October 17, 2014

European railway fatalities rise in 2013

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FOLLOWING a number of serious accidents in 2013, the positive trend showing a reduction in accidents and improving passenger safety on European railway networks was halted in the International Union of Railways (UIC) 2014 Railway Accidents in Europe annual report issued on October 17.

There were a total of 1074 railway-related deaths in 2013 compared with 1011 in 2012, although this figure is an improvement on 2011's figure of 1095 deaths. In total 96 passengers were killed in 2013 compared with 32 in both 2012 and 2011. Trespasser deaths also increased to 643 from 595 the previous year. However, the number of level crossing user deaths fell to 279 from 329 in 2012 and 280 in 2011. Staff deaths were also down at 27 compared with 44 in 2012 and 28 in 2011.

The report compiles data from 21 European UIC member states and found that 4.1 billion train-km were operated in 2013, with 7.2 billion passengers and 900 million tonnes of freight carried.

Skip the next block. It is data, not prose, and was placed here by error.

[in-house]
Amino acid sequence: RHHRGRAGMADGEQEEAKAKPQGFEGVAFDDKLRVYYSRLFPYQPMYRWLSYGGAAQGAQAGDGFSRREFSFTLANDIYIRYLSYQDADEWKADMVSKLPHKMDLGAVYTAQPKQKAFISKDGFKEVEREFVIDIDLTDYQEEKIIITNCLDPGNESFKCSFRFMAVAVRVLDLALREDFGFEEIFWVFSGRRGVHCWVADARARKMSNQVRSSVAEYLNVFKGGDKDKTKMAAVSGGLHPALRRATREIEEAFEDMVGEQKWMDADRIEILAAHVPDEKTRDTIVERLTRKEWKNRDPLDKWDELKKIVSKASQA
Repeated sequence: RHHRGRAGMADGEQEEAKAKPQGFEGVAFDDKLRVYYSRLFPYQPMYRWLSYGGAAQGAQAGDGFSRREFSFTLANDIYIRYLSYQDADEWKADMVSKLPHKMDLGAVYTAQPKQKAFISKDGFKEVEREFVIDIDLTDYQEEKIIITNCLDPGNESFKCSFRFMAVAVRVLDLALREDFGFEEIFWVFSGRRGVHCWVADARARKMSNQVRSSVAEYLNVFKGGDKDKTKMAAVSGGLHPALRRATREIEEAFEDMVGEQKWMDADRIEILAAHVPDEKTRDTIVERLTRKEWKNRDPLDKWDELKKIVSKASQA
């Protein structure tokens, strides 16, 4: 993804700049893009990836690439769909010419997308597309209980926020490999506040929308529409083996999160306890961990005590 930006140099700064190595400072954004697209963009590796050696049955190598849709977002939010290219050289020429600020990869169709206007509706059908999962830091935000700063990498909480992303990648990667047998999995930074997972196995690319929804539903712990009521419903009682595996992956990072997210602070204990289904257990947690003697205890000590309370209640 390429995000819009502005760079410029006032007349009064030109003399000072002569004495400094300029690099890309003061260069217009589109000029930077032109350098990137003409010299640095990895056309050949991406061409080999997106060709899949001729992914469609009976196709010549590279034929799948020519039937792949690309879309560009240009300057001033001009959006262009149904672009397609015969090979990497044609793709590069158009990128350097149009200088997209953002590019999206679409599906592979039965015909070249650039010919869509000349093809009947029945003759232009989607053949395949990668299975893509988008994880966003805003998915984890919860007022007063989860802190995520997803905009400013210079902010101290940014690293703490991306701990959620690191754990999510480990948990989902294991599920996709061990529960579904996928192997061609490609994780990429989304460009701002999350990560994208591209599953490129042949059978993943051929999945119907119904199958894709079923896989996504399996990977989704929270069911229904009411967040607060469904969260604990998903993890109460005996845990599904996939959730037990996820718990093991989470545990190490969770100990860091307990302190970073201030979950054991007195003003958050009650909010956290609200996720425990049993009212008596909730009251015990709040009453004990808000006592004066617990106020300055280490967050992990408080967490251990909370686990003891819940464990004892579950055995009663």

The database is managed by the UIC Safety Unit and aims to create an inventory of information containing not only accident statistics but the causes, circumstances and consequences of accidents. The study found that 82% of all accidents had an external cause in 2013, with most caused by trespassers and level crossing users. Only 18% of the total significant accidents were caused by technical, organisational and human failures within the railway organisation.

The UIC says that efforts by the UIC Safety Database Members to optimise safety levels in all fields of railway operation have led to a 20% fall in fatalities since 2009.

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